Wayne Dunn is an award-winning global CSR expert with extensive teaching, writing, lecturing and Advisory Service experience. He is supported
by an extensive faculty and advisory team.
I recently did a short interview on What makes a CSR Strategy strong and thought the transcript below might be interesting. It has a few thoughts and comments along with links to other articles and posts that I have authored.
CSR is all about value. Value for shareholders and society. The closer a CSR Strategy sticks to that principle the stronger the strategy is. And, the more value it produces for both
What makes a CSR strategy strong?
Alignment of interests. Sharing of value created and responsibility for creating it.
The real key to a successful strategy is that it drives a process that will consistently and systematically identify, nurture and develop those areas where shareholder and stakeholder interests can align. It must also do it in a way that doesn’t put all the responsibility on the company. If there is to be shared value there must be shared responsibility for it to be sustainable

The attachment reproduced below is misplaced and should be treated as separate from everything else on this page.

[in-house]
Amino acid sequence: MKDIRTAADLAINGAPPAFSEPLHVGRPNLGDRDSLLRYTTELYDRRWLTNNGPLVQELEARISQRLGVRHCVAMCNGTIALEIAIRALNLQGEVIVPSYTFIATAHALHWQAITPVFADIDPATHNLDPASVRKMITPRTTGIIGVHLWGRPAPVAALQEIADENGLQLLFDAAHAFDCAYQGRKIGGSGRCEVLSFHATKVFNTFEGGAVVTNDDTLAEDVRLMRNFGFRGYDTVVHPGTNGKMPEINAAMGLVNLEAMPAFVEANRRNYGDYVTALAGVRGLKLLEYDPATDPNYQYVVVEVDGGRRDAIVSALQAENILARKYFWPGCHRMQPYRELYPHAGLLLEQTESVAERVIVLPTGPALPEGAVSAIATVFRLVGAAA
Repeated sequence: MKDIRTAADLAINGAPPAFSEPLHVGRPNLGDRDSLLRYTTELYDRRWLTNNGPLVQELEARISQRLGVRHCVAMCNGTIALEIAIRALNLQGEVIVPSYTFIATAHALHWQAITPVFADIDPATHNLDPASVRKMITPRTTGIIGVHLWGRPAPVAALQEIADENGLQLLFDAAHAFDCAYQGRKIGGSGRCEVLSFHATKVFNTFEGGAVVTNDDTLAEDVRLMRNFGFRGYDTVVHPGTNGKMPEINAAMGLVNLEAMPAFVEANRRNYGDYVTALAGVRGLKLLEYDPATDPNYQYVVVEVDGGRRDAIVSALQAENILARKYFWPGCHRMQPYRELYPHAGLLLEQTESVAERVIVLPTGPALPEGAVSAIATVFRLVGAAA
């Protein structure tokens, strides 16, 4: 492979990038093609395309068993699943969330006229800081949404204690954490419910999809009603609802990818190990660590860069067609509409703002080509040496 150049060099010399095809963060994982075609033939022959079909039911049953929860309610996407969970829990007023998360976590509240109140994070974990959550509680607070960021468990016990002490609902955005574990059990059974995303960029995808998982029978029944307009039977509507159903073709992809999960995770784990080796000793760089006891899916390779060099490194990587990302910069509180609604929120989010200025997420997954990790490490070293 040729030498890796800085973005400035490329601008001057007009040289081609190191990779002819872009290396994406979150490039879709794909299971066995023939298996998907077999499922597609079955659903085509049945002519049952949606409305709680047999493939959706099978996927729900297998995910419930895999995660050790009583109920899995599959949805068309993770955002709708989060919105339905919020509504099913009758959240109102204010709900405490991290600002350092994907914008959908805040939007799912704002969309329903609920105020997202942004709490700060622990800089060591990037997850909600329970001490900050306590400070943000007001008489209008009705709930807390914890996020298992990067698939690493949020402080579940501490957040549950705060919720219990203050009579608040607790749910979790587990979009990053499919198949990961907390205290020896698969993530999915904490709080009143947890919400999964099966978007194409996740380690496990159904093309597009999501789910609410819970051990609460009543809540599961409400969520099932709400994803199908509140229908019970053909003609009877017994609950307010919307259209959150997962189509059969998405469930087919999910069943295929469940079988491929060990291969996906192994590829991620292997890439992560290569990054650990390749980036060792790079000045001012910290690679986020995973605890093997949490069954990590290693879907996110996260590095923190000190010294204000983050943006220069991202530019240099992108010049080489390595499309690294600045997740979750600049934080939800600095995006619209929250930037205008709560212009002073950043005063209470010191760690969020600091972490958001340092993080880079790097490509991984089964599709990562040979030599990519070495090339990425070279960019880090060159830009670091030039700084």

What do most companies consider business-wise and customer-wise when creating a CSR strategy?
I’m hesitant to comment on what most consider. I’d rather comment on what I think they should consider.
Unfortunately, companies often take a paternalistic approach and execute CSR in a way that suggests it is about giving and transferring value from the company to other stakeholders rather than finding the spaces where collective self-interest can create aligned interests and giving shareholders and stakeholders direct and personal motivation
CSR = creating, capturing & sharing value in the space where business meets society. Here is a link to a blog post that expands on this a bithttp://bit.ly/ZGpHJN
What are main challenges to creating a strong CSR strategy?
Stakeholder attitudes and beliefs that CSR is something that should be done to and for them, rather than something they have responsibility to help create and do
Company attitudes and beliefs that CSR is something they do to and for stakeholders, rather than a way to create value for shareholders and stakeholders